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Knee Pain

The knee is the largest and one of the most complex joints in the body. It is also one of the most common joints to suffer injury and cause disability. Problems with the knee can be classified as 1) poor mechanics 2) trauma and overuse, and 3) arthritic changes. Problems 2 and 3 are closely linked with number 1. Nearly all knee problems revolve around mechanical issues which put abnormal amounts of stress to soft tissues (tendons, ligaments, and cartilage) of the knee. Common examples of abnormal mechanics include subluxation (knee, sacroiliac, lumbar spine, or foot), muscular imbalance (especially quadriceps which can cause patellar mistracking), muscular tightness, and foot problems (pronation, flat arches, high heels, etc.). Trauma to the knee many times initiates mechanical problems which, if left uncorrected, will lead to problems. Degenerative arthritis is a classic example. Years of poor biomechanics will cause knee cartilage to wear out and bones will begin to rub upon one another causing bone spurs, pain, and sometimes even knee surgery. Recently, arthroscopic knee surgery for osteoarthritis (performed 200,000 times per year) has been shown to be no more effective than sham surgery.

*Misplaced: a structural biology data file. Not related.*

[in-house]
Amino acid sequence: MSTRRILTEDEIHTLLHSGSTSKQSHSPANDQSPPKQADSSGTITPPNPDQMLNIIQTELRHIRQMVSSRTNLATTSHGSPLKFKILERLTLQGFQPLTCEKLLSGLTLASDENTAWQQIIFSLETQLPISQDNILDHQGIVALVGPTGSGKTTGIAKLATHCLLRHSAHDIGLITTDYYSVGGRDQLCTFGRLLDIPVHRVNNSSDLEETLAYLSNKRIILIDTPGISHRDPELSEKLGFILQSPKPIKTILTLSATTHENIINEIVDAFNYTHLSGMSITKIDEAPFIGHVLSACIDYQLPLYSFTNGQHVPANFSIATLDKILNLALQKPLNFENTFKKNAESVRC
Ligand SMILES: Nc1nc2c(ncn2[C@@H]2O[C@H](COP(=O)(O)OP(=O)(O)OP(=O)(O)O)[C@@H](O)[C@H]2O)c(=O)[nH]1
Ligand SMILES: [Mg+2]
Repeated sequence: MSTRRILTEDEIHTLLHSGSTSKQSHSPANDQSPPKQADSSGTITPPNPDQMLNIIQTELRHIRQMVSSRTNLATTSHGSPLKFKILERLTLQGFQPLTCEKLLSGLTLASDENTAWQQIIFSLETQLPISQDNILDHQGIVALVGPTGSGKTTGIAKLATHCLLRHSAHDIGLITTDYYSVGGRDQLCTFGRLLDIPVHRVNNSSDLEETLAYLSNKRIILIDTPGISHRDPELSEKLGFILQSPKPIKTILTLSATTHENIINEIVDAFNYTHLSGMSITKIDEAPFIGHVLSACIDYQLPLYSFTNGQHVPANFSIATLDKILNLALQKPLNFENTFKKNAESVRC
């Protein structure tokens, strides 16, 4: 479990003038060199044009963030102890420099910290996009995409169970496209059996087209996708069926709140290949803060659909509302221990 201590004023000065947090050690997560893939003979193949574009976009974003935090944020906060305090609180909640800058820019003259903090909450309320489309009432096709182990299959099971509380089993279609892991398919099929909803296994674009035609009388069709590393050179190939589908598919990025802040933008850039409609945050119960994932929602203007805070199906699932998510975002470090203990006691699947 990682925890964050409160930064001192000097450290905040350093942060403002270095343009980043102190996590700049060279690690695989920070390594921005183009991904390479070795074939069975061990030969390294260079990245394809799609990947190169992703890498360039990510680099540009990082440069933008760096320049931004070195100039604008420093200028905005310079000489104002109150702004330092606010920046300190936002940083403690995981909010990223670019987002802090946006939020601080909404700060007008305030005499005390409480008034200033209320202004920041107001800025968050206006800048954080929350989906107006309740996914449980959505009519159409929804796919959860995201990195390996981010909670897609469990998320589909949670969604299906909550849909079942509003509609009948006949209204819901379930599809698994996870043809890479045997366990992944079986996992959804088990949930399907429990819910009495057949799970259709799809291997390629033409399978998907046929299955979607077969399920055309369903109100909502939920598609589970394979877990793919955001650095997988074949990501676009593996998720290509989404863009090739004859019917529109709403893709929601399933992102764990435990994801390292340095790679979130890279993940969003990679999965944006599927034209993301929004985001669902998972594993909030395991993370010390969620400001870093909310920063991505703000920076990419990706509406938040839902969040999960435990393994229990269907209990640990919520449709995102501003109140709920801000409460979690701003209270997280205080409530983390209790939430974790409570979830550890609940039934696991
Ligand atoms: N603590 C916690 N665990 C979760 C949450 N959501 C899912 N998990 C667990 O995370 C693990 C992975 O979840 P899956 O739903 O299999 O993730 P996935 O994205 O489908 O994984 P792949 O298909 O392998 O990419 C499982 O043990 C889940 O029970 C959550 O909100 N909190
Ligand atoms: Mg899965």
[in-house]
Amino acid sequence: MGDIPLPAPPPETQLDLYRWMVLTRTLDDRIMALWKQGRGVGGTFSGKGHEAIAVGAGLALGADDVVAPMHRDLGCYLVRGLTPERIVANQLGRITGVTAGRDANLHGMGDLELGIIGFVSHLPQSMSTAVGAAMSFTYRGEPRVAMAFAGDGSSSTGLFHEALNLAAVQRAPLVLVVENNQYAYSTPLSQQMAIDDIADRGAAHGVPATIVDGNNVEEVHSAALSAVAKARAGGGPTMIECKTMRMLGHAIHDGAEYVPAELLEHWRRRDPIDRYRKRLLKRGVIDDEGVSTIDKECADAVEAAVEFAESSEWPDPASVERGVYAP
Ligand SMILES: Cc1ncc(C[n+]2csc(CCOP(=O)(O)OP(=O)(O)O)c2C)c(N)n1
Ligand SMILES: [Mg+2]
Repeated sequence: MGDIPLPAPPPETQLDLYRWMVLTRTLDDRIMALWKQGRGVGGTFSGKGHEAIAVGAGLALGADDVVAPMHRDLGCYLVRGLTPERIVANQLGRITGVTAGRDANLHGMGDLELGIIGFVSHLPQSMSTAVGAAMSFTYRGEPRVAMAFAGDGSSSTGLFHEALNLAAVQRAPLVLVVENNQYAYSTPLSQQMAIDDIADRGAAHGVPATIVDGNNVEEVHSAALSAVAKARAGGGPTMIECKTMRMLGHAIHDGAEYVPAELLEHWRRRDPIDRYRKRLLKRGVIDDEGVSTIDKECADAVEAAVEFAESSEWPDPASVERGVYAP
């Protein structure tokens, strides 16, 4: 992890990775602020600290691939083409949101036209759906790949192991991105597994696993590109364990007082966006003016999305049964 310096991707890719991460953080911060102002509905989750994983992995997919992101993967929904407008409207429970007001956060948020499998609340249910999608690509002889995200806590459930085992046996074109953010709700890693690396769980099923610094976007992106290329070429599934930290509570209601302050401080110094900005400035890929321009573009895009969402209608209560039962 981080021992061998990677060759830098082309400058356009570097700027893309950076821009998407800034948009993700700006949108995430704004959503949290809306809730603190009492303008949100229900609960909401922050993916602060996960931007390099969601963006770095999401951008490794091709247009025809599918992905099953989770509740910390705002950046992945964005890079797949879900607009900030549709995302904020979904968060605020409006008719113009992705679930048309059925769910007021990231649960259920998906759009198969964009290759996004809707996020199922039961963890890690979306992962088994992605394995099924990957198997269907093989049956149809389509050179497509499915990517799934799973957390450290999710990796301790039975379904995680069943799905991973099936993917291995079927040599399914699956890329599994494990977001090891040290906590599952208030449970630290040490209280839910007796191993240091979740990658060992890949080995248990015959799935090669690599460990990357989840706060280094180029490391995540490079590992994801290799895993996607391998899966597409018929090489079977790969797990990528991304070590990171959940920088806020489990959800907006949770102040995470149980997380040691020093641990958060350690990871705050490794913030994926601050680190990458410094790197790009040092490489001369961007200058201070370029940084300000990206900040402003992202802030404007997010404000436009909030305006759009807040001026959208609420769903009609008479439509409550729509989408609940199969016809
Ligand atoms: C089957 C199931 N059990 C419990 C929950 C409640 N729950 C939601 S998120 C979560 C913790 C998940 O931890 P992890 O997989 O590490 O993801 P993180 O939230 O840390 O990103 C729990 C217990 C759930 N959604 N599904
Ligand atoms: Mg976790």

Chiropractic and Knee Pain

The Chiropractic doctor addresses aspects of the knee which are many times overlooked. Subluxations in the sacroiliac joints, lumbar spine (which affect spinal nerves to the knee) and foot must be addressed to ensure proper knee function. Chiropractic adds adjustments to the knee itself (if indicated) to help restore motion and release tissues that may be pinched or caught between the bones. Muscular imbalances are also important and are positively affected by removing subluxations. Studies have shown that muscular inhibition (a common cause of anterior knee pain) is improved by adjusting the sacroiliac joint. Many chiropractors are equipped to prescribe orthotics when indicated or can refer to an appropriate health care provider. 

  • Moseley, JB, et al., “A controlled trial of Arthroscopic Surgery for Osteoarthritis of the Knee” NEJM, Vol. 347, No.2, July 11, 2002.
  • Kerrigan, DC, et al., “Knee osteoarthritis and high-heeled shoes” Lancet, April4, 2001, Vol 351, Issue 9113, pg 1399.
  • Suter E, McMorland G, Herzog W, Bray R, “Conservative lower back treatment reduces inhibition in knee-extensor muscles: a randomized controlled trial.” J Manipulative Physiol Ther. 2000 Feb;23(2):76-80.
  • Kuhn DR, Yochum TR, Cherry AR, Rodgers SS. “Immediate changes in the quadriceps femoris angle after insertion of an orthotic device.” JMPT 2002 Sep;25(7):465-70.
  • Polkinghorn BS. “Conservative treatment of torn medial meniscus via mechanical force manually assisted short lever chiropractic adjusting procedures.” JMPT 1994 Sep;17(7):474-84. .